04 Final Fantasy IV

Final Fantasy IV took the least amount of hours to complete of any game thus far, yet somehow took the most days to complete.

I finished the story of Final Fantasy IV on Day 79: March 20, 2015.


[PREVIOUS UPDATE] | [OVERVIEW & FAQ] | [NEXT UPDATE]

Thanks to review after review after review after review of other games that demanded my attention before this, it took me a whopping 33 days to complete Final Fantasy IV. I limited myself to 24 days per game, but since I had 22 days up my sleeve from the speedy runs through FF, FFII and FFIII, I was able to press onward to completion. At this point I feel the worst thing I could do is leave a game unfinished. So now I’m down to a spare 13 days to use for playing catch-up, but I’m hoping beyond hope I won’t need to use any on Final Fantasy V. Anyway, enough about my schedule – let’s talk about the game!

I know the last two weeks’ round-ups have been nothing but complaint after complaint regarding the constant deaths followed up by cheeky revivals, but that’s all out there now and out of my system. It still bugs me, but now I’d like to take the chance to stress just how much better Final Fantasy IV was than any iteration leading up to it.

First and foremost, as I’ve mentioned in the past, are the characters. As the main protagonist, Cecil undergoes the greatest change and development, but nearly everyone to join your party has their own life, their own story, and their own dramas to overcome. My heroes are not just a random mish-mash of “Warriors of Light” like in Final Fantasy and Final Fantasy III. Firion and company of Final Fantasy II infamy had their own lives as well, and the Dark Knight ended up having the twist of being Leon, which was admittedly a high point of the game, but FFIV took it to the next level.

Rydia’s family is killed during an attack led by Cecil and Kain, and she must look past that and believe that Cecil is trying to change for the better. In the end, they are all comrades. Meanwhile Kain must cope with constantly playing the puppet, forced to perform acts of ill and attack his friends. Palom and Porom, mere children, make the mature decision to sacrifice their lives for Cecil’s cause.

I did find Yang and Edward’s stories to be a bit lacking, and Edge didn’t have much to say either – but they still added to the dynamic of the group in interesting ways, and they each played their pivotal roles throughout.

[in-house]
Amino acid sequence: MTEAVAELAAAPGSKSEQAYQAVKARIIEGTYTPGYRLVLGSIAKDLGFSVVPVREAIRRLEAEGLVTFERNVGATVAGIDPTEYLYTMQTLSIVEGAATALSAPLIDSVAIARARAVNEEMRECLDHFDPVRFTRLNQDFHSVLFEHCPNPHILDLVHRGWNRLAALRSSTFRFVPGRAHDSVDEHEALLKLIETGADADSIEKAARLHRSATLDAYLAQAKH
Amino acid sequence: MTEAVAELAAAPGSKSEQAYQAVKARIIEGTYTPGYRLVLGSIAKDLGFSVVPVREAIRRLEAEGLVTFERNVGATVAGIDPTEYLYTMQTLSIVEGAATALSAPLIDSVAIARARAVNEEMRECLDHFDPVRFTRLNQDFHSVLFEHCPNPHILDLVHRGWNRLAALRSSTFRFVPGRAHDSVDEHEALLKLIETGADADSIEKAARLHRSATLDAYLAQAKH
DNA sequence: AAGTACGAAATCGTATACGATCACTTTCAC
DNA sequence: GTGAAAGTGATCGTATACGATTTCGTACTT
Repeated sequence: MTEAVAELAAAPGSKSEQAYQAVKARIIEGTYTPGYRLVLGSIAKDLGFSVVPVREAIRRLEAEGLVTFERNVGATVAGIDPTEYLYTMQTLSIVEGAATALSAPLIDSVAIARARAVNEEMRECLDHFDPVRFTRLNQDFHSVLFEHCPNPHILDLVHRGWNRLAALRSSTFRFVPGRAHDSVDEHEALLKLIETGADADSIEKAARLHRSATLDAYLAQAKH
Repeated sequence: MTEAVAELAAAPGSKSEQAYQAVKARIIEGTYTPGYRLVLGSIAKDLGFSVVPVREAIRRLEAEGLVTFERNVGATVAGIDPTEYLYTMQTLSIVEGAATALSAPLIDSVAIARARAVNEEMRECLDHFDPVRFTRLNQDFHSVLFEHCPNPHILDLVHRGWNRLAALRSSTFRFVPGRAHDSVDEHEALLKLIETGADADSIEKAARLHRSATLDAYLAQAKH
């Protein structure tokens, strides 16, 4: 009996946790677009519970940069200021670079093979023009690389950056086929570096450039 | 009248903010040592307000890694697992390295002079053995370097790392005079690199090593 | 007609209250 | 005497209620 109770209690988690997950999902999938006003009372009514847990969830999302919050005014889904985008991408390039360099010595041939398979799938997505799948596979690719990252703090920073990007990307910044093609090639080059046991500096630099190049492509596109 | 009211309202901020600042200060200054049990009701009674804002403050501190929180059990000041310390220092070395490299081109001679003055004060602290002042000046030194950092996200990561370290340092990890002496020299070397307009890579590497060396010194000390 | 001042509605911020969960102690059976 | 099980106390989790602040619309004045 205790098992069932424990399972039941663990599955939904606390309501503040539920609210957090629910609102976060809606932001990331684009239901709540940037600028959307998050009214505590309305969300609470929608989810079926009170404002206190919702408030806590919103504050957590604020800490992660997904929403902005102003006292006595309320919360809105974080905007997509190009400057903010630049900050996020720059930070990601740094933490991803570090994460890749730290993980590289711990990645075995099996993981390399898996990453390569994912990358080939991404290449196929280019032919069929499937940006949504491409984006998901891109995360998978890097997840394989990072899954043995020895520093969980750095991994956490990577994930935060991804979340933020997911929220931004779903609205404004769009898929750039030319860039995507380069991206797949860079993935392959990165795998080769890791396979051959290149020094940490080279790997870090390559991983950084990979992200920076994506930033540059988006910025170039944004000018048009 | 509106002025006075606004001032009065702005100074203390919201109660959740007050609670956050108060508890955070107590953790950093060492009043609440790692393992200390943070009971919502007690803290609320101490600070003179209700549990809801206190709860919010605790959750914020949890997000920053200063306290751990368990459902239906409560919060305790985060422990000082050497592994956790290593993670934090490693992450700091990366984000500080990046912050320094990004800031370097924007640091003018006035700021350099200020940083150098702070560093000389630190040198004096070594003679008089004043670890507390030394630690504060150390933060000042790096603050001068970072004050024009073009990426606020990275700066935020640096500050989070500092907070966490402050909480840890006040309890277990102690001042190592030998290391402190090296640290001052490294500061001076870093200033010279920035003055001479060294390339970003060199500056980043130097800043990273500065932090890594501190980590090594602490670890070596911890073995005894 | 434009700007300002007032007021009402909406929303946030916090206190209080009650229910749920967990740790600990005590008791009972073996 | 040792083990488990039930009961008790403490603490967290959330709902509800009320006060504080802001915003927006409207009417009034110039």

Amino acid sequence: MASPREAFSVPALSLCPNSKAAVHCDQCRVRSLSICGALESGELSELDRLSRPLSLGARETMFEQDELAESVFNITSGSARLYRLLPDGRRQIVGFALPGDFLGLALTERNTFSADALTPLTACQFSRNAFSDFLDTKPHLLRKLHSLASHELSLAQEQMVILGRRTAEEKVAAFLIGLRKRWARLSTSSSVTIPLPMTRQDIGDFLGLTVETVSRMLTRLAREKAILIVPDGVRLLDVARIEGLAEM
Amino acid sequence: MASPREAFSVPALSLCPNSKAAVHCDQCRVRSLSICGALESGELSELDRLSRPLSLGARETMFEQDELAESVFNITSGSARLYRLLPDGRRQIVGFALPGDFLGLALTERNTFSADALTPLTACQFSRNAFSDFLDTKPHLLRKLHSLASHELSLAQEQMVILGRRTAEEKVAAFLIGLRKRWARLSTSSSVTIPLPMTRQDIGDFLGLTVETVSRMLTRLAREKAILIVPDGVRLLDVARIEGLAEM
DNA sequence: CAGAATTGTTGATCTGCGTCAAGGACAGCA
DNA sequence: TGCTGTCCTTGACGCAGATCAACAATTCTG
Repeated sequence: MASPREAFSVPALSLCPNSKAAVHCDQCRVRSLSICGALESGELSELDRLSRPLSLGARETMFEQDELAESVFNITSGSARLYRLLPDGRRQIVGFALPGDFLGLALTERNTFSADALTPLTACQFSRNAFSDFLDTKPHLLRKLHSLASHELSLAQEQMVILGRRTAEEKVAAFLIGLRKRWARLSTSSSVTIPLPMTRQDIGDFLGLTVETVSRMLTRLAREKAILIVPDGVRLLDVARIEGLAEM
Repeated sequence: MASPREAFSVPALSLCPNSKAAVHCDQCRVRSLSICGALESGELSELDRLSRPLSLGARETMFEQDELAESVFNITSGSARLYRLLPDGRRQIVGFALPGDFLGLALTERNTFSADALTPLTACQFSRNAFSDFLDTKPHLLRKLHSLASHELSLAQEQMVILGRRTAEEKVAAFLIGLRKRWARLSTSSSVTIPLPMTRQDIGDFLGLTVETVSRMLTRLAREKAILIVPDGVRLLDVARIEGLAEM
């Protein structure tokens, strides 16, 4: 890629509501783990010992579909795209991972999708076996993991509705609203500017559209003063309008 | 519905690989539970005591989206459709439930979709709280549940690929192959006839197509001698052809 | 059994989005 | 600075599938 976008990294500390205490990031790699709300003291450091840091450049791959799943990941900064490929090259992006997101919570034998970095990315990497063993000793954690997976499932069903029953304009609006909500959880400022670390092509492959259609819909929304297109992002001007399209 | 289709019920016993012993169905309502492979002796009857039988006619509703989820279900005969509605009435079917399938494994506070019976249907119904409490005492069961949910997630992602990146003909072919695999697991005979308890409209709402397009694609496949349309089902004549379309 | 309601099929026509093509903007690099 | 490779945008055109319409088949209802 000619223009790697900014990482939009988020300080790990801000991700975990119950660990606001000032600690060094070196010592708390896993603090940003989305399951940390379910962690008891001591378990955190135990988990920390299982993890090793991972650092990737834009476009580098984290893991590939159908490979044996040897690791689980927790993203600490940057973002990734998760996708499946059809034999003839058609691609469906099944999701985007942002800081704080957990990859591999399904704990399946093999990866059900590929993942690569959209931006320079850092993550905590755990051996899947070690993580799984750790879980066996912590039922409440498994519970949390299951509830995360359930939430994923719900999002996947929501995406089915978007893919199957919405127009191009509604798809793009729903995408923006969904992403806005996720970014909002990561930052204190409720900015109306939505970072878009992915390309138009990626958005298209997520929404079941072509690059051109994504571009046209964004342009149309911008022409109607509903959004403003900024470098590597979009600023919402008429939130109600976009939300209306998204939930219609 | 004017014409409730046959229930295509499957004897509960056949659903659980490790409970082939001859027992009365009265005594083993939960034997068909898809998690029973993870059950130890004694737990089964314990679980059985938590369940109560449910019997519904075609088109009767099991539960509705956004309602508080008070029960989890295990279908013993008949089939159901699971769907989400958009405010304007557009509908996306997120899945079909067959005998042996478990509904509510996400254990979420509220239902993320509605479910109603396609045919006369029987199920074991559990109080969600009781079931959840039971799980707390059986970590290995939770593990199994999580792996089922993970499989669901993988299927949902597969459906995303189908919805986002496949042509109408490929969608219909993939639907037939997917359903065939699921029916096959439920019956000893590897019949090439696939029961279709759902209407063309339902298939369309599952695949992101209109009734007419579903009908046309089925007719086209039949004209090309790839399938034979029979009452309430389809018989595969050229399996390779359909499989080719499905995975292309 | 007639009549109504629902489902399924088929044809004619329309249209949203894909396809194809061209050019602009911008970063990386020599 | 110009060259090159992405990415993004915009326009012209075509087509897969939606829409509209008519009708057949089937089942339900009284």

Moving along, FFIV showed further evolution in the series as it made the battles more involved than simply “hold the action button to attack until the enemy is dead.” Sure, you’d have to pay attention for the more difficult bosses in past titles, but it was not uncommon to enter a fight and literally spam attacks until victory. FFIV made you pay attention. Many of the bosses had unique abilities or actions or transformations that made it necessary to strategize my battle tactics, especially since the player characters (12 in total – the largest set yet!) each had their own strengths and weaknesses and applicable weapons.

Two bosses I took particular note of were the Mist Dragon and the Demon Wall, due to their extreme similarities to bosses from Final Fantasy VII. Mist Dragon is FFIV’s first boss fight, and it employs the exact same strategy as the Guard Scorpion, VII’s first boss fight.

That’s seriously the same battle. It makes me love FFVII even more, for the throwback that would be obvious to series veterans. Then there’s the Demon Wall, which looks exactly the same and even shares the same name, In FFIV it appears in the Sealed Cave, while in VII it’s in the Temple of the Ancients. In both instances it is a defense mechanism to protect something of great power and value, and will kill your party if left too long. Another excellent throwback in FFVII that I never knew about until now.

Final Fantasy IV truly had some excellent moments in it, from the battles and the (sort of) sacrifices, to the plot twists and THE SPACE WHALE. While I’m not sure how well it will fare on my ranking later in the year, it has certainly earned the top spot so far.

Before hitting the end-game wrap-up, I’ve got two more notes to make. Since I finished Final Fantasy IV early in this week, I was able to spend the weekend with Final Fantasy XV: Episode Duscae, courtesy of the fine people at Bandai Namco Australia. My thoughts and impressions on it will be going up tomorrow, so look forward to that.

Also, I fully intended to start Final Fantasy V yesterday, but then Cricket World Cup semi-finals happened. Then tonight I’ve been too busy with writing, writing, another review game, and more writing. So tomorrow I will be making a concentrated effort to get well and truly started with it, with currently zero plans over the weekend. Expect much FFV gameplay to happen real soon.


Time to complete: Uncertain – no timer present – Estimated ~24 hours, 20 minutes
Modes of transportation: Walking/Running, Cid’s Airship (Enterprise), Chocobos (yellow, white, black), Hovercraft, Airship (Falcon), Lunar Whale
Chocobos: Present! Fat Chocobo item storage returns, white chocobo introduced (cannot be ridden, but restores MP), black chocobo introduced (can fly around the world – lands only in forest areas). Their battle cry is “Coooc coooc!”
Mogs/Moogles: Not present. On hiatus following Final Fantasy III.
Overworld: Yes. Underworld, too!
Summons: Present! Total of 15 (!!) to be learned and earned. Usable by Rydia only.
Cid: Present! Cid Pollendina is a master engineer who designs airships. The first playable character Cid.
Biggs & Wedge: Not present.

Notable series firsts:
Introduction of non-yellow chocobos. First (and only to date) game featuring a 5-member party maximum. First Save Point aside from the World Map.

Current ranking:
1) Final Fantasy IV
2) Final Fantasy III
3) Final Fantasy
4) Final Fantasy II

Tagged in: Articles, Featured, Featured2, Nintendo

Article Discussion

Leave a Reply